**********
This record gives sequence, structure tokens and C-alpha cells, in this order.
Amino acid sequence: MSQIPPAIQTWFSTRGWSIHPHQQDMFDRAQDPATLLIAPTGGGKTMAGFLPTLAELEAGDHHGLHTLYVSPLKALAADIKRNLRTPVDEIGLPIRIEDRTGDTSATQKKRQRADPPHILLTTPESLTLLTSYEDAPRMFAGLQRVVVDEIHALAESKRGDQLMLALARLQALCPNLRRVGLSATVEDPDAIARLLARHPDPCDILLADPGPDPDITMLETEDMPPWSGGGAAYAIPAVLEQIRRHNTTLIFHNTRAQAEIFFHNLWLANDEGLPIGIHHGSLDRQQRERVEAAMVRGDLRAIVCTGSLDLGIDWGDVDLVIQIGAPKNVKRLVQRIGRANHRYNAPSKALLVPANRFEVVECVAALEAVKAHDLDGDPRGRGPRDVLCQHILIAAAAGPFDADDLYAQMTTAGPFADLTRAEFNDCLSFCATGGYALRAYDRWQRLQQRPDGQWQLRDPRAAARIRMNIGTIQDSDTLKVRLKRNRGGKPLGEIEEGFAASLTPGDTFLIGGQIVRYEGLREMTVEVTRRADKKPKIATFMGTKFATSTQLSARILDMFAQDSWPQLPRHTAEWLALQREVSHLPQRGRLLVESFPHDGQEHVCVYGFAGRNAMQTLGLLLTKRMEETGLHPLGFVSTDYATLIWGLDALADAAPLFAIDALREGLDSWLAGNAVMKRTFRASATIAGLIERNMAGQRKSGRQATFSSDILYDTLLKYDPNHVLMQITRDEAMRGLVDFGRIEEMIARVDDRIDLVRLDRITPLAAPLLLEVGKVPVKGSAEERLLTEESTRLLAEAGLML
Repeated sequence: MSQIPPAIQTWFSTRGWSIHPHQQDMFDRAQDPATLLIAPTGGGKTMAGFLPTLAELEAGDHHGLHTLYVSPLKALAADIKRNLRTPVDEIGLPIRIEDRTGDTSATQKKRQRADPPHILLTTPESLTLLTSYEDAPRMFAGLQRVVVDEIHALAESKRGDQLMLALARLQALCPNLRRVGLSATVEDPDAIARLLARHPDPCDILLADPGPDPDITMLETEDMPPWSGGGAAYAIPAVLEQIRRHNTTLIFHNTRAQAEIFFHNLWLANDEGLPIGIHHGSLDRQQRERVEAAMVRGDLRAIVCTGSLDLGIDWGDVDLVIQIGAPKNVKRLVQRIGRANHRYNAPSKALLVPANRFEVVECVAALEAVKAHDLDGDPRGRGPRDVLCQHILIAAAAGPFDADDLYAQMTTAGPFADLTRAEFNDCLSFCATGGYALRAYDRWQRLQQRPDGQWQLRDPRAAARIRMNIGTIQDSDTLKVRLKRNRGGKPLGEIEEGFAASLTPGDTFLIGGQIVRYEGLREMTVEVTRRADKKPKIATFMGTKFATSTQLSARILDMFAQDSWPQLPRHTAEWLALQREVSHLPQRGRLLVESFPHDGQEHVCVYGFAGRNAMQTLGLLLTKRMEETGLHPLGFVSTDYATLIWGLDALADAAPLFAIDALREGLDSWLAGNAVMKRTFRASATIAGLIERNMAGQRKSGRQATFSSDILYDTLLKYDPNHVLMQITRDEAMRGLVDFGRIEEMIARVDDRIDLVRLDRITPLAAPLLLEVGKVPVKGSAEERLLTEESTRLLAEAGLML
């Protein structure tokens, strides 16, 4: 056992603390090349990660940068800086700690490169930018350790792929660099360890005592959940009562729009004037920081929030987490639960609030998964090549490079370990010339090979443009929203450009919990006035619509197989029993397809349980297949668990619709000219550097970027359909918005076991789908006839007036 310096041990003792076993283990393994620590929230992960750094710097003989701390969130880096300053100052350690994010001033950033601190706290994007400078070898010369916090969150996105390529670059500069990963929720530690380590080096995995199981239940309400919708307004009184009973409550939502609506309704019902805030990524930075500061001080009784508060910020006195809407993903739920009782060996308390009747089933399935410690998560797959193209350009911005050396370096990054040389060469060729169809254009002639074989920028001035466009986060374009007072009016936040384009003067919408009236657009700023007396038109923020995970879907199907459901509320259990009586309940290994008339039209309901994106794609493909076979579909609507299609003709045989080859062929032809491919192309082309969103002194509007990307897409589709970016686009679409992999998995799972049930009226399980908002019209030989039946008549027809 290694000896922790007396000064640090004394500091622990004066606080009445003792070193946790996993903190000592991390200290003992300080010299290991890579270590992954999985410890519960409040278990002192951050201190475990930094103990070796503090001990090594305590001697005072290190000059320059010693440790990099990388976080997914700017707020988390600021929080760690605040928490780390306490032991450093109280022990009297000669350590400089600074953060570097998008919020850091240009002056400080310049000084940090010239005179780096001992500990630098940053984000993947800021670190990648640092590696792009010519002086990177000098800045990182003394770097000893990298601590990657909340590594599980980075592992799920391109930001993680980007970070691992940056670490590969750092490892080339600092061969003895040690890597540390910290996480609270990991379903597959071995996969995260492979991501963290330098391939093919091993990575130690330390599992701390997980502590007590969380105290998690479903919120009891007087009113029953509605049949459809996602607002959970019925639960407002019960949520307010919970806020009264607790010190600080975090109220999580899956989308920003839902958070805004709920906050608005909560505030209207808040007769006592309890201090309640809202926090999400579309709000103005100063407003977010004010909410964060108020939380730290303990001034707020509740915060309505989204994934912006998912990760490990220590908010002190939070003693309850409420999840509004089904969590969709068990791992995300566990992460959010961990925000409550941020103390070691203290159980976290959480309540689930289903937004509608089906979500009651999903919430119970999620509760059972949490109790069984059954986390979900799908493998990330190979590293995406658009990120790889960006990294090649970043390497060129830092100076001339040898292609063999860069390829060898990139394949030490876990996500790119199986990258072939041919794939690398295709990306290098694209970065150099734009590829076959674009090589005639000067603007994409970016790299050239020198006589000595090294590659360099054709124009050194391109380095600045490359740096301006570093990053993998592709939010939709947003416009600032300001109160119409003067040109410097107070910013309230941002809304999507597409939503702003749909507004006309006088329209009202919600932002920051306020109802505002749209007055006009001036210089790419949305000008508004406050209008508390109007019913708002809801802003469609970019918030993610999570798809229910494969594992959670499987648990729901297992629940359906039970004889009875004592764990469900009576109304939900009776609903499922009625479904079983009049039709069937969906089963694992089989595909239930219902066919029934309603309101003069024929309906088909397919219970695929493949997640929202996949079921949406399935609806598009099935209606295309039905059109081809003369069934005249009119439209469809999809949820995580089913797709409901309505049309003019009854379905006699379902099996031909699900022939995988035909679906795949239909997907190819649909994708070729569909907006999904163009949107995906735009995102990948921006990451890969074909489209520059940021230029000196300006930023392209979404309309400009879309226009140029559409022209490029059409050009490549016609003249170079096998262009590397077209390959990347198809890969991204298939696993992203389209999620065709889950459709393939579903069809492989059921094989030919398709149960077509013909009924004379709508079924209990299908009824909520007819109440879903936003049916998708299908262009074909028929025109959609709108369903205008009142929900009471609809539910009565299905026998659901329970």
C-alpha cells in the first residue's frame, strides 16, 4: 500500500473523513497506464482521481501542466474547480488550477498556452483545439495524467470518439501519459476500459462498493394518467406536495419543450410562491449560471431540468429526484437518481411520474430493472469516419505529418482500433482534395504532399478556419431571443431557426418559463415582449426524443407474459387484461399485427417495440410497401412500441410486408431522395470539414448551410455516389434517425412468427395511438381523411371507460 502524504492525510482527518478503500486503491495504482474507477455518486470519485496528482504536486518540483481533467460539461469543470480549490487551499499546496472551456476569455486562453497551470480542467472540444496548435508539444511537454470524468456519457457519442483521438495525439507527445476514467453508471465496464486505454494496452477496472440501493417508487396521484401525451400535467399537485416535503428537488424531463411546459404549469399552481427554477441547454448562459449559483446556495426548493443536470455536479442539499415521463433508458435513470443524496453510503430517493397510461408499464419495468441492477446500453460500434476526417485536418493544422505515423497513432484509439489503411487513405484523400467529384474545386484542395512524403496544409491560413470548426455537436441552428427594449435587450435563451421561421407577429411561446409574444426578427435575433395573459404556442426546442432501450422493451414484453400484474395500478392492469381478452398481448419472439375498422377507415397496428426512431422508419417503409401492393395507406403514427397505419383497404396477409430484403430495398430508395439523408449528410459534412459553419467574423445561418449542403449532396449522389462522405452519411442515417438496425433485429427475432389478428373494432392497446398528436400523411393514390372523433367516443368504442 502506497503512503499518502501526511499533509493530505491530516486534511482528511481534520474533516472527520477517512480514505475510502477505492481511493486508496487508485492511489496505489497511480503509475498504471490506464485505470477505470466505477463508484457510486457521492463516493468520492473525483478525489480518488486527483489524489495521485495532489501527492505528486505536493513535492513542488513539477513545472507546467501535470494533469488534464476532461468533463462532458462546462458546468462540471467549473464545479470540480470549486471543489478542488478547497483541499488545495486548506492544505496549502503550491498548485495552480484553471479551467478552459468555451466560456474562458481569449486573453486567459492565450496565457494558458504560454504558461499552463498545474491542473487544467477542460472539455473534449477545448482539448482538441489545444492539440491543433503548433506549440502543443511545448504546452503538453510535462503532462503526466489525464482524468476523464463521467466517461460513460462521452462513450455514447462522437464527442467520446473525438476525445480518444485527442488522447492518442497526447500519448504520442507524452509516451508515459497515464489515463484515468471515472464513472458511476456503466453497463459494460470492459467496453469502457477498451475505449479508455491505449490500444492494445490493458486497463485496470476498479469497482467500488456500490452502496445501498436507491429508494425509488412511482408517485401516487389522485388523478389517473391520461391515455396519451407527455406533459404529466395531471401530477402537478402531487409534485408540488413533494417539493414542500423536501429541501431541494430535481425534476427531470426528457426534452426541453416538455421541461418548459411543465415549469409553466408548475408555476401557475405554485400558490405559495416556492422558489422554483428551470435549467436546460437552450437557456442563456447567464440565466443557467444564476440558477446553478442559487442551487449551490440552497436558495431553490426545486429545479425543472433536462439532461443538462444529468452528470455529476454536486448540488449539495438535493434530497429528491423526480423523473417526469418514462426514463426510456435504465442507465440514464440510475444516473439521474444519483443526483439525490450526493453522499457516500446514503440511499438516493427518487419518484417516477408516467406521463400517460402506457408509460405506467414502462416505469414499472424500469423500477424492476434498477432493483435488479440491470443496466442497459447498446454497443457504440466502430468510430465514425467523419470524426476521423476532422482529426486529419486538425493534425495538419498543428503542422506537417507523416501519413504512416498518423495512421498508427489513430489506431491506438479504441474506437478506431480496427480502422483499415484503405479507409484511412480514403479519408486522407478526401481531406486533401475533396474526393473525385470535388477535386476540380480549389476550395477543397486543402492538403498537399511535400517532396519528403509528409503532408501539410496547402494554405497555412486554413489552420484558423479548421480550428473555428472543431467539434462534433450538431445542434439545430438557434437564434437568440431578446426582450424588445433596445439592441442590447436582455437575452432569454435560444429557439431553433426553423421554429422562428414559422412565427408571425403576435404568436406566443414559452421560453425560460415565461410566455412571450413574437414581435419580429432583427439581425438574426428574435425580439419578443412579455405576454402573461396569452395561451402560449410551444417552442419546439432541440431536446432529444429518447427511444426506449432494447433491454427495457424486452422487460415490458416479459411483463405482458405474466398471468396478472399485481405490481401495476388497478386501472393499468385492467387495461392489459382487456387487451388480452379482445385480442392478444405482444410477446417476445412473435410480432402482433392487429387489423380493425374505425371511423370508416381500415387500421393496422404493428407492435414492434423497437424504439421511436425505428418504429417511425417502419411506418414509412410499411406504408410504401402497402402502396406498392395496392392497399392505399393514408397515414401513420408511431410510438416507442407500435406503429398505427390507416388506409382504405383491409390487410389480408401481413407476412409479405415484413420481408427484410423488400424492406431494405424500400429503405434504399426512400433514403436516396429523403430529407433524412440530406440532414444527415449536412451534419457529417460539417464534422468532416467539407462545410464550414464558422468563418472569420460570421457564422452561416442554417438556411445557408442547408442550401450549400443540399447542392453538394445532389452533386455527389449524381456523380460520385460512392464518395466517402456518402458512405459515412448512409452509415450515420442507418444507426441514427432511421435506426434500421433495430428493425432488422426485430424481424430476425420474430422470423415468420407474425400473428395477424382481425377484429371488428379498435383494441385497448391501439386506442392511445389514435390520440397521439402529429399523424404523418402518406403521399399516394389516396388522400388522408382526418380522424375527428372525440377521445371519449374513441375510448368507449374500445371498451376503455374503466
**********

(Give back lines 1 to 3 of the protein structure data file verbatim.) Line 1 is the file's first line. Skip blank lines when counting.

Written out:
This record gives sequence, structure tokens and C-alpha cells, in this order.
Amino acid sequence: MSQIPPAIQTWFSTRGWSIHPHQQDMFDRAQDPATLLIAPTGGGKTMAGFLPTLAELEAGDHHGLHTLYVSPLKALAADIKRNLRTPVDEIGLPIRIEDRTGDTSATQKKRQRADPPHILLTTPESLTLLTSYEDAPRMFAGLQRVVVDEIHALAESKRGDQLMLALARLQALCPNLRRVGLSATVEDPDAIARLLARHPDPCDILLADPGPDPDITMLETEDMPPWSGGGAAYAIPAVLEQIRRHNTTLIFHNTRAQAEIFFHNLWLANDEGLPIGIHHGSLDRQQRERVEAAMVRGDLRAIVCTGSLDLGIDWGDVDLVIQIGAPKNVKRLVQRIGRANHRYNAPSKALLVPANRFEVVECVAALEAVKAHDLDGDPRGRGPRDVLCQHILIAAAAGPFDADDLYAQMTTAGPFADLTRAEFNDCLSFCATGGYALRAYDRWQRLQQRPDGQWQLRDPRAAARIRMNIGTIQDSDTLKVRLKRNRGGKPLGEIEEGFAASLTPGDTFLIGGQIVRYEGLREMTVEVTRRADKKPKIATFMGTKFATSTQLSARILDMFAQDSWPQLPRHTAEWLALQREVSHLPQRGRLLVESFPHDGQEHVCVYGFAGRNAMQTLGLLLTKRMEETGLHPLGFVSTDYATLIWGLDALADAAPLFAIDALREGLDSWLAGNAVMKRTFRASATIAGLIERNMAGQRKSGRQATFSSDILYDTLLKYDPNHVLMQITRDEAMRGLVDFGRIEEMIARVDDRIDLVRLDRITPLAAPLLLEVGKVPVKGSAEERLLTEESTRLLAEAGLML
Repeated sequence: MSQIPPAIQTWFSTRGWSIHPHQQDMFDRAQDPATLLIAPTGGGKTMAGFLPTLAELEAGDHHGLHTLYVSPLKALAADIKRNLRTPVDEIGLPIRIEDRTGDTSATQKKRQRADPPHILLTTPESLTLLTSYEDAPRMFAGLQRVVVDEIHALAESKRGDQLMLALARLQALCPNLRRVGLSATVEDPDAIARLLARHPDPCDILLADPGPDPDITMLETEDMPPWSGGGAAYAIPAVLEQIRRHNTTLIFHNTRAQAEIFFHNLWLANDEGLPIGIHHGSLDRQQRERVEAAMVRGDLRAIVCTGSLDLGIDWGDVDLVIQIGAPKNVKRLVQRIGRANHRYNAPSKALLVPANRFEVVECVAALEAVKAHDLDGDPRGRGPRDVLCQHILIAAAAGPFDADDLYAQMTTAGPFADLTRAEFNDCLSFCATGGYALRAYDRWQRLQQRPDGQWQLRDPRAAARIRMNIGTIQDSDTLKVRLKRNRGGKPLGEIEEGFAASLTPGDTFLIGGQIVRYEGLREMTVEVTRRADKKPKIATFMGTKFATSTQLSARILDMFAQDSWPQLPRHTAEWLALQREVSHLPQRGRLLVESFPHDGQEHVCVYGFAGRNAMQTLGLLLTKRMEETGLHPLGFVSTDYATLIWGLDALADAAPLFAIDALREGLDSWLAGNAVMKRTFRASATIAGLIERNMAGQRKSGRQATFSSDILYDTLLKYDPNHVLMQITRDEAMRGLVDFGRIEEMIARVDDRIDLVRLDRITPLAAPLLLEVGKVPVKGSAEERLLTEESTRLLAEAGLML